By Mary Lou Janson
The densely trafficked junction of Interstate 275 and Dale Mabry Highway has long had just one distinction — it’s the midway point between downtown Tampa and Westshore. The lackluster landscape surrounding the intersection never possessed an identity of its own.
Two years ago, that began to change. Ground was broken on a project occupying one quadrant of the highly commercial corridor, and the impossible-to-ignore prime piece of real estate quickly morphed from construction site to a complete community: Midtown Tampa, a $500 million, 23-acre, 1.8 million-square-foot complex that combines Class A offices, apartments, retailers and hotels.
Designed and developed by the Bromley Companies, Midtown has been touted as Tampa’s first urban project to feature a walkable footprint, pet-friendly amenities and a people-focused design. The dual-branded Aloft and Element hotels opened in early January, leaving the remaining tenants to complete build-outs during the first and second quarters of 2021.
“The Midtown development is transformational for the City of Tampa,” said Mayor Jane Castor. “I often say, ‘Tampa’s going to change more in the next 10 years than it has in my entire lifetime’ and this project is one of multiple projects that will be a part of transforming Tampa’s tomorrow.”
Bromley, a national real estate developer and investor, partnered with Highwood Properties, Concord Hospitality, CASTO Southeast Realty and Jeffrey R. Anderson Real Estate to mold and market Midtown. Bromley’s no new kid on the Midtown block. Its first site acquisition was a foreclosure in the 1990s, followed by purchases of 25 adjacent properties that included a lumber yard and automotive repair shops.
Once the location was secured and plans for a multi-purpose community in place, it was just a matter of finding the right time to break ground. Previously considered, and rejected, uses ranged from an office complex to retail space to a baseball stadium for the Tampa Bay Rays.
“We knew that there would never be another opportunity to assemble 20 acres in such a central site in Tampa. We had a real responsibility to wait to do something that would not be another me-too project,” said Nicholas Haines, CEO of Bromley Companies. “We hope Midtown becomes a model for additional development in Tampa and and that its impact extends throughout the area.”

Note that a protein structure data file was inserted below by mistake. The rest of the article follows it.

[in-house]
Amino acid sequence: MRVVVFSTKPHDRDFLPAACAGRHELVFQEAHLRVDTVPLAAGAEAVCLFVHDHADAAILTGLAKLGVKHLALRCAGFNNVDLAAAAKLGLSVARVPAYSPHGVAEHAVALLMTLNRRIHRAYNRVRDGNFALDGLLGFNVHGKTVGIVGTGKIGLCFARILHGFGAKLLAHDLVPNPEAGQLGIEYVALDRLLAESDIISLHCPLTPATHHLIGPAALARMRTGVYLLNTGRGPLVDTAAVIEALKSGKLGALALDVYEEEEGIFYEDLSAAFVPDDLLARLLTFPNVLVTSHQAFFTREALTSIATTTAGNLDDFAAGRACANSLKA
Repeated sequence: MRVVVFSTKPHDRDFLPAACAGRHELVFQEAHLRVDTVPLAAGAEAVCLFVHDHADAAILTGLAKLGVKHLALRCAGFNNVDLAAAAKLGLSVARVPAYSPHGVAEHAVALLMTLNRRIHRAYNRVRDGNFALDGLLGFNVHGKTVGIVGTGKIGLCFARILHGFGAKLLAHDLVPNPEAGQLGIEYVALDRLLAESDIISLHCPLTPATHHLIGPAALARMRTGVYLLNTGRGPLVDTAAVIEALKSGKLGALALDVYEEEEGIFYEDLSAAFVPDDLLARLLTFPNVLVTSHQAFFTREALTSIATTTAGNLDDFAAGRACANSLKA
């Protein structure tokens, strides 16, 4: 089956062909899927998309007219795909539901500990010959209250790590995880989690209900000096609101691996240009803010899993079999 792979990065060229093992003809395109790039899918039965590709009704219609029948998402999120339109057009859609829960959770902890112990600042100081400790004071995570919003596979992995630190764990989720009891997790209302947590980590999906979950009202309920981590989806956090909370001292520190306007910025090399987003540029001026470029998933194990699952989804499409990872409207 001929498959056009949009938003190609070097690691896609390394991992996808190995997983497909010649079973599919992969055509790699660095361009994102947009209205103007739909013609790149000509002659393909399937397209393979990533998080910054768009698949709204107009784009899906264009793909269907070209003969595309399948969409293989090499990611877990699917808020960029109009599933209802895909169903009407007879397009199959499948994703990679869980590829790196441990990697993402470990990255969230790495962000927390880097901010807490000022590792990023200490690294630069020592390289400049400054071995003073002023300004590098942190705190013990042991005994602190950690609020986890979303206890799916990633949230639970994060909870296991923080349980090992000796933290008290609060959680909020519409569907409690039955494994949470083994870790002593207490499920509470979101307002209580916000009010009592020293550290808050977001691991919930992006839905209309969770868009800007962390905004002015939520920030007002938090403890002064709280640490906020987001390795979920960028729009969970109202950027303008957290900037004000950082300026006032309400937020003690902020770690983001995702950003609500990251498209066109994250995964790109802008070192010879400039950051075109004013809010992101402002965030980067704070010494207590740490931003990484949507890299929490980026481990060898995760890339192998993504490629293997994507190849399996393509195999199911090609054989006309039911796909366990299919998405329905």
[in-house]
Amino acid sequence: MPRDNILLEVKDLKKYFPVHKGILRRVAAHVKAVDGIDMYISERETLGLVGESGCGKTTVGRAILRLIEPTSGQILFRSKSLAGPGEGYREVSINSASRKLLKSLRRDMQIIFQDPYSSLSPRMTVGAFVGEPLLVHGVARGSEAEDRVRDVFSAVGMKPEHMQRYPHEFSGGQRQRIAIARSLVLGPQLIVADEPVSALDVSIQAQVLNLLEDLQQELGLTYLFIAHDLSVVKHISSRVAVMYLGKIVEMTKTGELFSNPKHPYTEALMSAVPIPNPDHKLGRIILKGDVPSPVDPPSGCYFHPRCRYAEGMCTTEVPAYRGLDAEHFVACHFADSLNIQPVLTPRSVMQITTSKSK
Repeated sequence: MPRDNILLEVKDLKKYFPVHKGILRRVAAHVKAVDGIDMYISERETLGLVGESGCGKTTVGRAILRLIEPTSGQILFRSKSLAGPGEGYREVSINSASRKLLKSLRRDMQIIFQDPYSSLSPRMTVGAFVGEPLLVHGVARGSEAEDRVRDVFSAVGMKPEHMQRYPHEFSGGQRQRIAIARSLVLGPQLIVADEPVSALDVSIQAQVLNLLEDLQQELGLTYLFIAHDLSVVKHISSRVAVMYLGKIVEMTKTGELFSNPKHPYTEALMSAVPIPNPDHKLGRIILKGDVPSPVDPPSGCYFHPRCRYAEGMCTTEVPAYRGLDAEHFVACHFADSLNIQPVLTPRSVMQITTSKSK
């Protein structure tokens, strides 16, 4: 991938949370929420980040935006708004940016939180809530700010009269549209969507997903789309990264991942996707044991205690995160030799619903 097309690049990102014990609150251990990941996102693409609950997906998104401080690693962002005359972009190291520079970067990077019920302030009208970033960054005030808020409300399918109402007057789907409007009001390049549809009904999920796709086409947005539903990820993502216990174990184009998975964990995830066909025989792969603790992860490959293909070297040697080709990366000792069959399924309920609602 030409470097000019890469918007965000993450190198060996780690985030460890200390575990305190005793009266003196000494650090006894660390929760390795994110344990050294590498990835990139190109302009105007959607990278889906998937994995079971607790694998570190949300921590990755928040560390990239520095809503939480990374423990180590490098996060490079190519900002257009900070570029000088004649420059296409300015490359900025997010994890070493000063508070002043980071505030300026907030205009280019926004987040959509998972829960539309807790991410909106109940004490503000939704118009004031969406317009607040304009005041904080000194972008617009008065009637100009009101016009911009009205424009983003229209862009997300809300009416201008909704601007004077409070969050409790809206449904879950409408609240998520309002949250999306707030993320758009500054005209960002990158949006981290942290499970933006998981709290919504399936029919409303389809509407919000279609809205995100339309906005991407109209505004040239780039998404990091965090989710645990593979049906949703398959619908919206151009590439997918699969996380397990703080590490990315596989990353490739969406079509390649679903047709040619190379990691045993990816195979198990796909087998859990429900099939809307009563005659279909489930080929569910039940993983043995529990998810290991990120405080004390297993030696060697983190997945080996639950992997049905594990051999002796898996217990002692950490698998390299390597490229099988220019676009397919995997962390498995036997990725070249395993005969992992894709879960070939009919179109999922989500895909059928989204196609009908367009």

For some, Midtown will be an enviable way to live within a very walkable environment. For hotel guests or for the residents of the 390 high-end apartments in NOVEL Midtown by Crescent Communities, an evening out could entail a short stroll to acclaimed Chef Chris Ponte’s new restaurant or to Midtown Commons, a centralized green space designed to host events such as outdoor concerts or holiday festivities.
Others will make Midtown a favorite destination for shopping and dining. Among the project’s 21 tenants will be this area’s largest Whole Foods Market. There will also be new-to-the-region retailers and personal services such as REI Co-op, which caters to outdoor enthusiasts, and Body Details, Southeast Florida’s largest cosmetic laser service provider for hair, fat and tattoo removal or facial treatments.
Eating and drinking establishments are expected to be a major draw, with Shake Shack making its Tampa Bay debut and the addition of The Hall at Midtown, the latest upscale food hall to open locally. The panoramic view from Sal Y Mar, a new restaurant and lounge connecting the seven-story hotels, is sure to attract crowds.
Among the wellness-focused businesses are a chiropractic treatment center run by the former Tampa Bay Buccaneers chiropractor, Dr. Tommy Rhee; F45 Training, a fitness franchise backed by actor and fitness buff Mark Wahlberg; and BevelUp, a med spa offering non-invasive facial treatments.
“Part of our vision from the beginning was to find businesses that are experiential and service-based,” said Haines, describing an approach that promotes in-person visits rather than online purchases. “What makes Midtown unique is the interplay of uses.”